While it may not be a name many are familiar with, Pershimco Resources (TSXV: PRO) thinks its Cerro Quema project could let it become the next big name in Panamanian copper.
And it should be clear if it’s on to something by year-end.
The company is starting an aggressive drill program to a 1 km depth to see if its deposits and anomalous zones sit on top of a large copper porphyry.
The first drill hole will test beneath its Quema zone, which is west of the most defined deposit to date: La Pava.
Taken together, the La Pava, Quema and La Mesita zone have indicated oxide resources of 20.2 million tonnes grading 0.79 gram gold for 513,100 oz. in-pit gold. Beneath that oxide cap there is a transition zone and a copper-rich sulphide zone, which has in-pit indicated resources of 2.75 million tonnes grading 0.64 gram gold and 0.24% copper.
And while it will drill deep to see if its 17 km strike length of 12 deposits and anomalies are indeed just the tip of the iceberg, there could be cash flow within reach.
The company is permitted to build an open-pit, heap-leach mine that processes 5,000 tonnes per day, but it is looking to amend the permit so that it can process at twice that rate.
The company’s president and CEO Alain Bureau says it would take nine months to get the permit for the larger mine — which is considerably less time than if it was starting from scratch.
Earlier metallurgical tests indicate that the “ore” should behave well on the pad, as column testing showed gold recoveries of 92–93%.
While Bureau says this number would likely go down, he notes that it’s the best-behaving ore he has seen in his experience, which includes being part of five mine-development projects.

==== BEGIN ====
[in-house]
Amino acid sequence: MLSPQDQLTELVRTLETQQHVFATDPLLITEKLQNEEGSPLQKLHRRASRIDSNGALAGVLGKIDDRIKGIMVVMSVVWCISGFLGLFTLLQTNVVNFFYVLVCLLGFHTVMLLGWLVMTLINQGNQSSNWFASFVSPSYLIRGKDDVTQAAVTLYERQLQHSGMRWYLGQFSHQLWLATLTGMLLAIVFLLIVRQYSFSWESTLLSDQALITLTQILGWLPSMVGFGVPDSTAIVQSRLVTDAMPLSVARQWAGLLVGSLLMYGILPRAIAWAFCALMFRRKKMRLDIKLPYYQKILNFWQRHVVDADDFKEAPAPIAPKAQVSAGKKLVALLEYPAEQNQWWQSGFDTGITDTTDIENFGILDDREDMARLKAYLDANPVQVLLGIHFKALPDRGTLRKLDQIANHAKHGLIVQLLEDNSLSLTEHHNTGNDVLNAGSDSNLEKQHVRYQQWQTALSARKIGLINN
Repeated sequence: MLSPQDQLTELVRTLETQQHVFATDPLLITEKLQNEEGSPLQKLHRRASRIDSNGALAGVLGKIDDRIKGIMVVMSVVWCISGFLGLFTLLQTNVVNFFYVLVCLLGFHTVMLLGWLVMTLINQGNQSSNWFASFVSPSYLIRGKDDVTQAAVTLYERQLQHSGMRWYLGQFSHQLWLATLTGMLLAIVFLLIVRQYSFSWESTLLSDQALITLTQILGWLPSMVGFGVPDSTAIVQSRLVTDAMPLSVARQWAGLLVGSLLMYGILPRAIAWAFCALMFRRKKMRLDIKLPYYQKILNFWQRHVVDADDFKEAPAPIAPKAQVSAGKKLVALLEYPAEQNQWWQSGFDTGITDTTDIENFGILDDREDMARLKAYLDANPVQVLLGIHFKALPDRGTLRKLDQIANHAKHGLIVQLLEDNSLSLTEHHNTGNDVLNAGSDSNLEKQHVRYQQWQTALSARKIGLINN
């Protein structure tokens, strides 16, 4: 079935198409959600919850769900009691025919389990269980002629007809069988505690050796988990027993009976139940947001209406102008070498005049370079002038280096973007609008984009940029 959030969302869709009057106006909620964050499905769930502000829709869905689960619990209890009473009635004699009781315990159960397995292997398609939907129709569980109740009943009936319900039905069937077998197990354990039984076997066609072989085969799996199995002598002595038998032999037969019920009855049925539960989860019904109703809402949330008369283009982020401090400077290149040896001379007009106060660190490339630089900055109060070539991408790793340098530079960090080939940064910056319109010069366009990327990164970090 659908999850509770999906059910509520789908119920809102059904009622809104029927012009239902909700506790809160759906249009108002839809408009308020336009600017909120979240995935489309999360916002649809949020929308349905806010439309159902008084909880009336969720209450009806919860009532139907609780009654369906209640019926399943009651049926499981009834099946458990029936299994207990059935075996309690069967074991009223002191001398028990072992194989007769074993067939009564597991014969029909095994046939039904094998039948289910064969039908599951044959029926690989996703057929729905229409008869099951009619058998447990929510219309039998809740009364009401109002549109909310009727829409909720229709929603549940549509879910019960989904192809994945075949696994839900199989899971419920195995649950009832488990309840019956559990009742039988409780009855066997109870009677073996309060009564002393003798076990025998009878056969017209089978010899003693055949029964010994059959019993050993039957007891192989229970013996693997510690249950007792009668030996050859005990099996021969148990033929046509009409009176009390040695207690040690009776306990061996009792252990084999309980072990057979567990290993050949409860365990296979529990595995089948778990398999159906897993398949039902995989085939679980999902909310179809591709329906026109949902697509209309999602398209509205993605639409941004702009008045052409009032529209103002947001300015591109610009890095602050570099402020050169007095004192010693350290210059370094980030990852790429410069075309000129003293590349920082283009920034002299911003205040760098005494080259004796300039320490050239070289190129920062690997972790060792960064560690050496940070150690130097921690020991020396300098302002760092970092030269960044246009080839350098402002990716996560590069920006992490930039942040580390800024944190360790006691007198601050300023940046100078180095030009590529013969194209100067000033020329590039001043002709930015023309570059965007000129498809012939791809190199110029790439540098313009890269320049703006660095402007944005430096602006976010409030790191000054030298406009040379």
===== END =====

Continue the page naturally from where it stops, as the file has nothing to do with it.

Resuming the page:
The company will get a better handle on the economics of any envisioned mine when a prefeasibility study is tabled by next year’s second quarter.
But what will drive the stock in the near-term are results from deep down in the Panamanian rock.
The company is in a good region to make such a big find — First Quantum Minerals’ Cobre Panama project and its 14.8 million tonnes of copper sit 160 km north of Cerro Quema.
Pershimco has delineated four large chargeability targets that it hopes are sulphide bodies. The targets are beneath the La Pava, Quema, Idaida and La Pelona gold oxides.
Most importantly of all, drilling so far — which hasn’t gone deeper than 500 metres — has returned porphyry indicators.
Those indicators include stockwork, sheeted and ptygmatic quartz veins that have been overprinted by advanced argillic alteration associated with the high-sulphidation gold- and copper-mineralization event.
There is also molybdenite in veins and fractures with local synchronous alunite, overprinted by epithermal alunite typical of porphyry D veins and K-feldspar-magnetite alteration that is typical of porphyry style, potassic hydrothermal alteration.